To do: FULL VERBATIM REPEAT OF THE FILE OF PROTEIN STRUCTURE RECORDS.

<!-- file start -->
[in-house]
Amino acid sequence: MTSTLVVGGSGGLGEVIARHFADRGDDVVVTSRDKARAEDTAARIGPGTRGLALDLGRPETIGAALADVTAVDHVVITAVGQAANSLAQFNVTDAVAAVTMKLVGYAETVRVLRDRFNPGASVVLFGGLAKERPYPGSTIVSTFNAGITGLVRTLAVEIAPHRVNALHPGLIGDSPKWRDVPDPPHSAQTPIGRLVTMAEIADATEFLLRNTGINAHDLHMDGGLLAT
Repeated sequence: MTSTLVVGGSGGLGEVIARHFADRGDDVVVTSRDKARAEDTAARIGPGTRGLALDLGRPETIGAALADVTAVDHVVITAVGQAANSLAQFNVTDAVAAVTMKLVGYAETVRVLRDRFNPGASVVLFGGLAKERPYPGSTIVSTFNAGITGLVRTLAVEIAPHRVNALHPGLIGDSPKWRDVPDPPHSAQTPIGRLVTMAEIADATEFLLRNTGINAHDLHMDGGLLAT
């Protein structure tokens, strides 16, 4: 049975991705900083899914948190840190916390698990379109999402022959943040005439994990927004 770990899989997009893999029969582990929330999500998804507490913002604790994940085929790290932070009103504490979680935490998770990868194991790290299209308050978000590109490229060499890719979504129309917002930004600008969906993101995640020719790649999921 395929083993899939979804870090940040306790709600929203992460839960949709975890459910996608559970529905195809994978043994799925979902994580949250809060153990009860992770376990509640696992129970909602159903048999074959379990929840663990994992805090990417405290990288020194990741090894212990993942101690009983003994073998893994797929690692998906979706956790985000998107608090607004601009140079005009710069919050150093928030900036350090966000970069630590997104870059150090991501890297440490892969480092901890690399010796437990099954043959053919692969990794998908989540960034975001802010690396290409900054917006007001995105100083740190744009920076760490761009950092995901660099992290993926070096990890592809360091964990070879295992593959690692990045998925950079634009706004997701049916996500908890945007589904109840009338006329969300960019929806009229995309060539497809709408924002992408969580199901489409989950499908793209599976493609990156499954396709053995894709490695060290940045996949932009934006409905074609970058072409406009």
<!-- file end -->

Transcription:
[in-house]
Amino acid sequence: MTSTLVVGGSGGLGEVIARHFADRGDDVVVTSRDKARAEDTAARIGPGTRGLALDLGRPETIGAALADVTAVDHVVITAVGQAANSLAQFNVTDAVAAVTMKLVGYAETVRVLRDRFNPGASVVLFGGLAKERPYPGSTIVSTFNAGITGLVRTLAVEIAPHRVNALHPGLIGDSPKWRDVPDPPHSAQTPIGRLVTMAEIADATEFLLRNTGINAHDLHMDGGLLAT
Repeated sequence: MTSTLVVGGSGGLGEVIARHFADRGDDVVVTSRDKARAEDTAARIGPGTRGLALDLGRPETIGAALADVTAVDHVVITAVGQAANSLAQFNVTDAVAAVTMKLVGYAETVRVLRDRFNPGASVVLFGGLAKERPYPGSTIVSTFNAGITGLVRTLAVEIAPHRVNALHPGLIGDSPKWRDVPDPPHSAQTPIGRLVTMAEIADATEFLLRNTGINAHDLHMDGGLLAT
């Protein structure tokens, strides 16, 4: 049975991705900083899914948190840190916390698990379109999402022959943040005439994990927004 770990899989997009893999029969582990929330999500998804507490913002604790994940085929790290932070009103504490979680935490998770990868194991790290299209308050978000590109490229060499890719979504129309917002930004600008969906993101995640020719790649999921 395929083993899939979804870090940040306790709600929203992460839960949709975890459910996608559970529905195809994978043994799925979902994580949250809060153990009860992770376990509640696992129970909602159903048999074959379990929840663990994992805090990417405290990288020194990741090894212990993942101690009983003994073998893994797929690692998906979706956790985000998107608090607004601009140079005009710069919050150093928030900036350090966000970069630590997104870059150090991501890297440490892969480092901890690399010796437990099954043959053919692969990794998908989540960034975001802010690396290409900054917006007001995105100083740190744009920076760490761009950092995901660099992290993926070096990890592809360091964990070879295992593959690692990045998925950079634009706004997701049916996500908890945007589904109840009338006329969300960019929806009229995309060539497809709408924002992408969580199901489409989950499908793209599976493609990156499954396709053995894709490695060290940045996949932009934006409905074609970058072409406009």